Microsoft has patched the patch that broke chunks of Windows and emitted fixes for a Patch Tuesday cock-up that left servers rebooting and VPNs disconnected.
There was a time when out-of-band updates from Microsoft were considered a rarity. Not so much these days. On the receiving end of the company’s attention were Windows desktop and Windows Server installs left a little broken following Microsoft’s latest demonstration of its legendary quality control.
KB5010793, KB5010792, KB5010790 and KB5010789 were slung out for Windows 10 and Windows Server. Even Windows 7 and Windows Server 2008 R2 got some love with KB5010798 and KB5010799, such was the blast radius of last week’s whoopsie.
To recap, last week’s patches caused all manner of problems for administrators. Hyper-V gave up the ghost and domain controllers experienced surprise restarts. The perhaps inappropriately named Windows Resilient File System (ReFS) also had problems following the update, which left volumes inaccessible for some users. Other users reported problems with VPN connections on Windows versions from the 2015 LTSB edition right up to Windows 11, something Microsoft acknowledged with an update to its Windows release health dashboard.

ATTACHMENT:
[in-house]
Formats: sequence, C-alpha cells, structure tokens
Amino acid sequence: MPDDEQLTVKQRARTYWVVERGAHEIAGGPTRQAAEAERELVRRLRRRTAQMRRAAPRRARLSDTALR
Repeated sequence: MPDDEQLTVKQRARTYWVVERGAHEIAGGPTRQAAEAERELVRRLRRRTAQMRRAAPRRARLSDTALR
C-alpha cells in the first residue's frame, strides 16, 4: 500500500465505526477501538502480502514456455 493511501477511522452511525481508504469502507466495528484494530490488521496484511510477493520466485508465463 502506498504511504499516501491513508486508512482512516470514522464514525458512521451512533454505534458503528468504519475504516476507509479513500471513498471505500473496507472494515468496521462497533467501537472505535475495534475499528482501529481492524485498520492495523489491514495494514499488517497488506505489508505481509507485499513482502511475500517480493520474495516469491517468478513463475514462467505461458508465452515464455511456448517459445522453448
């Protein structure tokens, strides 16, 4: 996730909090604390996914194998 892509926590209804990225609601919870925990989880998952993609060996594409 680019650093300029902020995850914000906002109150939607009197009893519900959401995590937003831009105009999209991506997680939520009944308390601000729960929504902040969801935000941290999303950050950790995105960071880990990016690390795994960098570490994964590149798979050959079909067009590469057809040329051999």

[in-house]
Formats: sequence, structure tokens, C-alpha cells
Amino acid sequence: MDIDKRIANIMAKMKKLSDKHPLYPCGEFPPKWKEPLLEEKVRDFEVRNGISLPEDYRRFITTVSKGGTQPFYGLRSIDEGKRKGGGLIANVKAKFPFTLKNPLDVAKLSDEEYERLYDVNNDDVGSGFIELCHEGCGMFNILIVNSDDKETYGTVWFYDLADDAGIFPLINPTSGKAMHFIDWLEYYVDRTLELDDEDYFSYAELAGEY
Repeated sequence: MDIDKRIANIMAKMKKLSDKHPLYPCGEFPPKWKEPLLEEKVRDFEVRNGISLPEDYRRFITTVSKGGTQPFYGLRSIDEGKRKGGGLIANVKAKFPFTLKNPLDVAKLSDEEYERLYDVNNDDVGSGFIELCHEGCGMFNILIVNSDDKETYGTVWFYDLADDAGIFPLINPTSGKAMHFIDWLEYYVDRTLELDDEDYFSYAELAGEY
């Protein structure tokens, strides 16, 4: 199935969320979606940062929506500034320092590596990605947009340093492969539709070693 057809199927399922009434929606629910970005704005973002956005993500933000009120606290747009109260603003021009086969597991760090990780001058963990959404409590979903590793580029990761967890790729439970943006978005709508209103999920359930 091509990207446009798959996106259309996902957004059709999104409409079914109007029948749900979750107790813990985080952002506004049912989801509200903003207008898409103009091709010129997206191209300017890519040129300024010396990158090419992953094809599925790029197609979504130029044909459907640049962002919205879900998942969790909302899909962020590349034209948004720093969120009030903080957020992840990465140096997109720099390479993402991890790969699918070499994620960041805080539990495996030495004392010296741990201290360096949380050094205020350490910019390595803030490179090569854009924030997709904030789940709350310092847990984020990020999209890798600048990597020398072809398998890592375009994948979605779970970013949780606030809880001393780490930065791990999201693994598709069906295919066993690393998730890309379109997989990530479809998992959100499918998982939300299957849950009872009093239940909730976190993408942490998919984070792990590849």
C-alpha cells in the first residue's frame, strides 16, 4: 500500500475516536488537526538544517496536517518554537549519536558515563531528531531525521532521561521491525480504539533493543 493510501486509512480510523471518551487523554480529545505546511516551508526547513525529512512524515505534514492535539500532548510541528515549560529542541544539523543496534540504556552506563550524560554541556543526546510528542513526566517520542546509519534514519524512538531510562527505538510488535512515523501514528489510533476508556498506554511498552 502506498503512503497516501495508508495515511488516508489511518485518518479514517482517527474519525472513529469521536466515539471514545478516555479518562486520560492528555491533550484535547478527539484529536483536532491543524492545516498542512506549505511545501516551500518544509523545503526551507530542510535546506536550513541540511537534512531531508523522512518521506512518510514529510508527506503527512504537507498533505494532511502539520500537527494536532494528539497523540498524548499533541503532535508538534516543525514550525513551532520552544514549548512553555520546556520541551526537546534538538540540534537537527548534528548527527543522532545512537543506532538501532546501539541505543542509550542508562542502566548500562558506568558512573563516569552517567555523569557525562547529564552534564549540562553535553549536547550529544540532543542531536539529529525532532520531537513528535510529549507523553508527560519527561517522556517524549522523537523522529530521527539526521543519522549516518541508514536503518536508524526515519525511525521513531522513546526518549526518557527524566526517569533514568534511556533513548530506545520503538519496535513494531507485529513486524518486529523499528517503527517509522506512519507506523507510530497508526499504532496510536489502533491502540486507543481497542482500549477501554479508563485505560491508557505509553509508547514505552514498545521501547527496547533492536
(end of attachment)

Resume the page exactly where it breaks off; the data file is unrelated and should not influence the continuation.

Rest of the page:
The VPN problem could be dealt with by disabling the Vendor ID (if available) within the server-side settings. Or admins could throw caution to the wind and uninstall the patches, even though some pretty important security fixes also lurked within.
As for the nature of the problems, a patch to fix the issue of VMs in Hyper-V failing to start noted that “Virtual machines (VMs) located on a server that has Unified Extensible Firmware Interface (UEFI)” had problems.
As for VPNs, the patches dealt with “a known issue that might cause IP Security (IPSEC) connections that contain a Vendor ID to fail. VPN connections using Layer 2 Tunneling Protocol (L2TP) or IP security Internet Key Exchange (IPSEC IKE) might also be affected.”
Microsoft has had a torrid time of it with the quality of its patches. 2021 featured updates that borked printers and triggered Blue Screens of Death. While some might have hoped that a new leaf would be turned over in 2022, the company’s approach to testing has thus far remained reassuringly consistent. ®